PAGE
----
Price and Variety in the Spokes Model
Yongmin Chen () and
Economic Journal, 2007, vol. 117, issue 522, 897-921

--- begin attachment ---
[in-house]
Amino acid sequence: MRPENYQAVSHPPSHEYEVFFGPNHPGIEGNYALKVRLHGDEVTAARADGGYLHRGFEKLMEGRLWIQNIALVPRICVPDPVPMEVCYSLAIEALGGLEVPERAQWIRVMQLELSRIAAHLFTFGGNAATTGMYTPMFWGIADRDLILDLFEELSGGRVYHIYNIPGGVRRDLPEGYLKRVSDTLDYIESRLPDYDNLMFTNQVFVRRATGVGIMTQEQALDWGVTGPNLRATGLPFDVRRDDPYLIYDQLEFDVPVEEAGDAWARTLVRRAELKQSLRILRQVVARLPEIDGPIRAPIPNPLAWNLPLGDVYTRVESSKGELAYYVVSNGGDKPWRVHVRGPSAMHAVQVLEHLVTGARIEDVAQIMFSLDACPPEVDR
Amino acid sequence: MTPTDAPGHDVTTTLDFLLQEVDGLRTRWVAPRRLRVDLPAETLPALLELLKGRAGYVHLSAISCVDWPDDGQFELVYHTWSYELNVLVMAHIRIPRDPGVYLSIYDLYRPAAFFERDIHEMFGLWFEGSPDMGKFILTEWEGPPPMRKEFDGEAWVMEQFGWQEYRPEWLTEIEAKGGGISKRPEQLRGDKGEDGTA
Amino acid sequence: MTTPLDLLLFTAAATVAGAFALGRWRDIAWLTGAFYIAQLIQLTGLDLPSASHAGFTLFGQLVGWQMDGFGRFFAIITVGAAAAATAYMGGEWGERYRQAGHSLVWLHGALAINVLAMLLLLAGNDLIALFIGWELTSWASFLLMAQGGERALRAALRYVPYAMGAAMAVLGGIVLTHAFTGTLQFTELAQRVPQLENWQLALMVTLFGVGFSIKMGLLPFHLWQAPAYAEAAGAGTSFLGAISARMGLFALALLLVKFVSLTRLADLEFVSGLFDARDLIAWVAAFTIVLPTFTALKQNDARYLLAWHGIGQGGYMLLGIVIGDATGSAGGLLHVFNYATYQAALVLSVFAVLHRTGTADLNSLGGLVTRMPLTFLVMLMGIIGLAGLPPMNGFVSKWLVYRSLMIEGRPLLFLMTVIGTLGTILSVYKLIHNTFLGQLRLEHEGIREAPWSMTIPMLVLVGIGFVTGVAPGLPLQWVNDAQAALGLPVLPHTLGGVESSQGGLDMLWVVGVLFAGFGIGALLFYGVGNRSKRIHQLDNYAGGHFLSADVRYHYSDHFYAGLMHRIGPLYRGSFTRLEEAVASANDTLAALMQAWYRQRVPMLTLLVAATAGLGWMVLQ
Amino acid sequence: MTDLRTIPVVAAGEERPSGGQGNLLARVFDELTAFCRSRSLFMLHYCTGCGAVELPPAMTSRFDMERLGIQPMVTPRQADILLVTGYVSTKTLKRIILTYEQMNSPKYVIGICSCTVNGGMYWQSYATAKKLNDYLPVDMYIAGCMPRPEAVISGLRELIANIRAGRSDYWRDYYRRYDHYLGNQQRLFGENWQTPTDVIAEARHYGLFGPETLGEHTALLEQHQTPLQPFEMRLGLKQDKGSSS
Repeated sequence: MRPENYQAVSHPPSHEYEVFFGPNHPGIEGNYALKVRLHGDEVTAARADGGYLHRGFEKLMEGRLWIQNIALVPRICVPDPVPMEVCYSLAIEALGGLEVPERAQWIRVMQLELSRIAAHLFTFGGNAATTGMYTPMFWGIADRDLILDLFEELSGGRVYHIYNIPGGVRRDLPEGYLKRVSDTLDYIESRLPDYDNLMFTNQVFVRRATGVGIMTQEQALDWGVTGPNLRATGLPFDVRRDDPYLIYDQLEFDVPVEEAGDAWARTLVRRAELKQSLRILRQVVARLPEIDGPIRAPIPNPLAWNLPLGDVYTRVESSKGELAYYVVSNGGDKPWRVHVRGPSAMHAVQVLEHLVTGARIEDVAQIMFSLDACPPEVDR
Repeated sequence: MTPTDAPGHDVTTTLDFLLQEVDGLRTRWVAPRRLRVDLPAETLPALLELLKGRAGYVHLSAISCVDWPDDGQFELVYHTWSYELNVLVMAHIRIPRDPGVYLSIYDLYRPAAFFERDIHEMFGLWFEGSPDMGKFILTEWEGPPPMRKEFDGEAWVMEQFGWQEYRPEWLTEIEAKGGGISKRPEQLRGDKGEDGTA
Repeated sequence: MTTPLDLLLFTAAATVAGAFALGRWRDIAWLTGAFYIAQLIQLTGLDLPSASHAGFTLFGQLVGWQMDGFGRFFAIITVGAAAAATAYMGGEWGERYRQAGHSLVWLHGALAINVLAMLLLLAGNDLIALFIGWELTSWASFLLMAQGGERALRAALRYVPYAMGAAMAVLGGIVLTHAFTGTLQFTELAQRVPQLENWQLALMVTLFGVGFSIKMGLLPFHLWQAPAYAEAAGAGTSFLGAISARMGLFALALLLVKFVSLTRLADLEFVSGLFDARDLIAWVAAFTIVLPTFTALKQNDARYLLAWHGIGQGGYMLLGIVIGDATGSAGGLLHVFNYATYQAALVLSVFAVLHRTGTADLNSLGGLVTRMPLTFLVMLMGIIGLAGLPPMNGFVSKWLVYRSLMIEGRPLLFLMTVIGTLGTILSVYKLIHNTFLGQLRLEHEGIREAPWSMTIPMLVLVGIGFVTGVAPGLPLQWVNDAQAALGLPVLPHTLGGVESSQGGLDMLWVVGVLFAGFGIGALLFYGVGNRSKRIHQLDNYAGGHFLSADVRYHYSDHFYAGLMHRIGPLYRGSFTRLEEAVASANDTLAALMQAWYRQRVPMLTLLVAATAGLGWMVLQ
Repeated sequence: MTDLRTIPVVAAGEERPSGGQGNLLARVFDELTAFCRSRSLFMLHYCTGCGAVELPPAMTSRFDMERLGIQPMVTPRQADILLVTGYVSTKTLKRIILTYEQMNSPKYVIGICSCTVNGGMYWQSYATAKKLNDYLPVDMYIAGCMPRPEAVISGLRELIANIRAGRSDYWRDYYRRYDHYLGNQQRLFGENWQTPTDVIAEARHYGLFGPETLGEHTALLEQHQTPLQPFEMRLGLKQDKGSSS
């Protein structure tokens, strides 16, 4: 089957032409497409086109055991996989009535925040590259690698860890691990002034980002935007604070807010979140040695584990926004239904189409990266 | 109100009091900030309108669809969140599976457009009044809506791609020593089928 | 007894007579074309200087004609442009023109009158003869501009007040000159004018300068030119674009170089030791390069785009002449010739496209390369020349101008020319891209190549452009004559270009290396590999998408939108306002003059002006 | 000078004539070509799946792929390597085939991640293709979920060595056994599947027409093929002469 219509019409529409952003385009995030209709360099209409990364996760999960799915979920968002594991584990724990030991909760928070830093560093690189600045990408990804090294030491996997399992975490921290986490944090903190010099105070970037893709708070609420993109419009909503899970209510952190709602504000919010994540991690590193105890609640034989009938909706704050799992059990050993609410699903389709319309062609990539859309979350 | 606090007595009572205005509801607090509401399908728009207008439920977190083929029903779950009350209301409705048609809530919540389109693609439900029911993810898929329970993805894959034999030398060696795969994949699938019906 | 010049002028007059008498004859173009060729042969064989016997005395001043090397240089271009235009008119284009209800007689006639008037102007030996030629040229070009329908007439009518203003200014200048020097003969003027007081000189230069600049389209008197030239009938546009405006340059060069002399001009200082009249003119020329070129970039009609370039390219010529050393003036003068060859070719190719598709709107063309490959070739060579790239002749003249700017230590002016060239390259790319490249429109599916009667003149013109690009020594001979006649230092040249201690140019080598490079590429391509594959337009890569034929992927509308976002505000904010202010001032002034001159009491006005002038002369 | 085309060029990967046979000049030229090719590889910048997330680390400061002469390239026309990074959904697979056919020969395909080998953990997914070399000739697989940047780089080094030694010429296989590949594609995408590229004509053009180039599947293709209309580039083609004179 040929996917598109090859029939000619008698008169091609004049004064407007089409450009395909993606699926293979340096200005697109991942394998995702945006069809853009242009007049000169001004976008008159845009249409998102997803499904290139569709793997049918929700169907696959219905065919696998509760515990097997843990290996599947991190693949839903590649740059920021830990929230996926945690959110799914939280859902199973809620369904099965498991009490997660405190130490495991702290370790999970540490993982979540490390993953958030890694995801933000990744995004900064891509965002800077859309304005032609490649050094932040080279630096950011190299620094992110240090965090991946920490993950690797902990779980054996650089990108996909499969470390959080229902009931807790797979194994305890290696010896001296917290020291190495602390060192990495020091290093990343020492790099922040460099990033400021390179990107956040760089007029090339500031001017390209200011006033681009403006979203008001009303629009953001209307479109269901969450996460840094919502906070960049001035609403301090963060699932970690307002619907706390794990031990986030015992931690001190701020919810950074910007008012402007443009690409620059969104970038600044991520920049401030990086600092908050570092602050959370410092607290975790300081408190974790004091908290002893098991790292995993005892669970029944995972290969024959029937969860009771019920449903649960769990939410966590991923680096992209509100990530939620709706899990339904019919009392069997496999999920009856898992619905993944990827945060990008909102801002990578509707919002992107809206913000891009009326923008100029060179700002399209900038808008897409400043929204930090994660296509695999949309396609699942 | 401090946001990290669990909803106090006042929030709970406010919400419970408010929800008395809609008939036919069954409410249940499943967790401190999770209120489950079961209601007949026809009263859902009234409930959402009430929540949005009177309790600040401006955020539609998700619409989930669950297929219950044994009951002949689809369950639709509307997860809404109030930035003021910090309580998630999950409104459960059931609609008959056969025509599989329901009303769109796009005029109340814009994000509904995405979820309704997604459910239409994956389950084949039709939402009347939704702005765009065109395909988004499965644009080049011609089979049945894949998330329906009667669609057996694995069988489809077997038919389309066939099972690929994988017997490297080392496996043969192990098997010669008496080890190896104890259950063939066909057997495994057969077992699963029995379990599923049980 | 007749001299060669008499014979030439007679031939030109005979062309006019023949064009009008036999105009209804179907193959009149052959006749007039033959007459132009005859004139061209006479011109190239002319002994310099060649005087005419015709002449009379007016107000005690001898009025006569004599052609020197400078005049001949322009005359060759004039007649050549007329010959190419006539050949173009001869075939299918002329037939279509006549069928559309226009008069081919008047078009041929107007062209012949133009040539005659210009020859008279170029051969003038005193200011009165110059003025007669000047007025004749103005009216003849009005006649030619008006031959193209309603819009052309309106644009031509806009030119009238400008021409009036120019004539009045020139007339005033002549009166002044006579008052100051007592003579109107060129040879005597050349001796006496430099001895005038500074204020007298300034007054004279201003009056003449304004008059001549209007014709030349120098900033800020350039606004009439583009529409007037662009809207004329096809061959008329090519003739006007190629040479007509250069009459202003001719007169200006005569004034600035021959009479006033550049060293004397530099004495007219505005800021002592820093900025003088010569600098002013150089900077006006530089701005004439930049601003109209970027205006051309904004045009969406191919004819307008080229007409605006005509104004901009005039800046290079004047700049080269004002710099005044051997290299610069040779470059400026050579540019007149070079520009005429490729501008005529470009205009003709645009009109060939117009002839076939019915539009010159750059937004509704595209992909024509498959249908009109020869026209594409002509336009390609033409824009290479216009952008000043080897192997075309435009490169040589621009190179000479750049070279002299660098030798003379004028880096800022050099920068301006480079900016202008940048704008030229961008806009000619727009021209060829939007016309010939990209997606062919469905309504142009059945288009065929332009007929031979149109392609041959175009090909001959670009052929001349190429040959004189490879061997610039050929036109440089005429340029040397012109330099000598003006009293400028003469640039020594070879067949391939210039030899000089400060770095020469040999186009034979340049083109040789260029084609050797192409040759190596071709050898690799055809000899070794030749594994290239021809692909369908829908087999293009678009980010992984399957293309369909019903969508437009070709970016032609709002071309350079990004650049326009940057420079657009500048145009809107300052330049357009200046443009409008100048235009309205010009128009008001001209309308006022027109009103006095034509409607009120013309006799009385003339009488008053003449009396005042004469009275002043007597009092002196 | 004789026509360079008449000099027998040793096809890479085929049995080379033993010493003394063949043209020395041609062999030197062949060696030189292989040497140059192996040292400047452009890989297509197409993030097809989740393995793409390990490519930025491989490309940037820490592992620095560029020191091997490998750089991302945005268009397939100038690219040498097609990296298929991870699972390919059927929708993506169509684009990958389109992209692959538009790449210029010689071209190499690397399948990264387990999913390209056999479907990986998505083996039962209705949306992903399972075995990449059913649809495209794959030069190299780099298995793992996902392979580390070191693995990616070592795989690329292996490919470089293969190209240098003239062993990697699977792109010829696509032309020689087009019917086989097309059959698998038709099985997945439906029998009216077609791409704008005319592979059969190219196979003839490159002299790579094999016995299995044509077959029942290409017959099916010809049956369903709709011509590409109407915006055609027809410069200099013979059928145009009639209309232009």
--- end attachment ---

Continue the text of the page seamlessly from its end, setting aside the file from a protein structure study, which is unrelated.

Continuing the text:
The spokes model of nonlocalised spatial competition provides a new analytical tool for differentiated oligopoly and a representation of spatial monopolistic competition. An increase in the number of firms leads to lower equilibrium prices when consumers have relatively high product valuations, but, surprisingly, to higher equilibrium prices for intermediate consumer valuations. New entry alters consumer and social welfare through price, market expansion, and matching effects. With free entry, the market may provide too many or too few varieties from a social welfare perspective, and the equilibrium price remains above marginal cost even when the number of firms is arbitrarily large. Copyright 2007 The Author(s). Journal compilation Royal Economic Society 2007.
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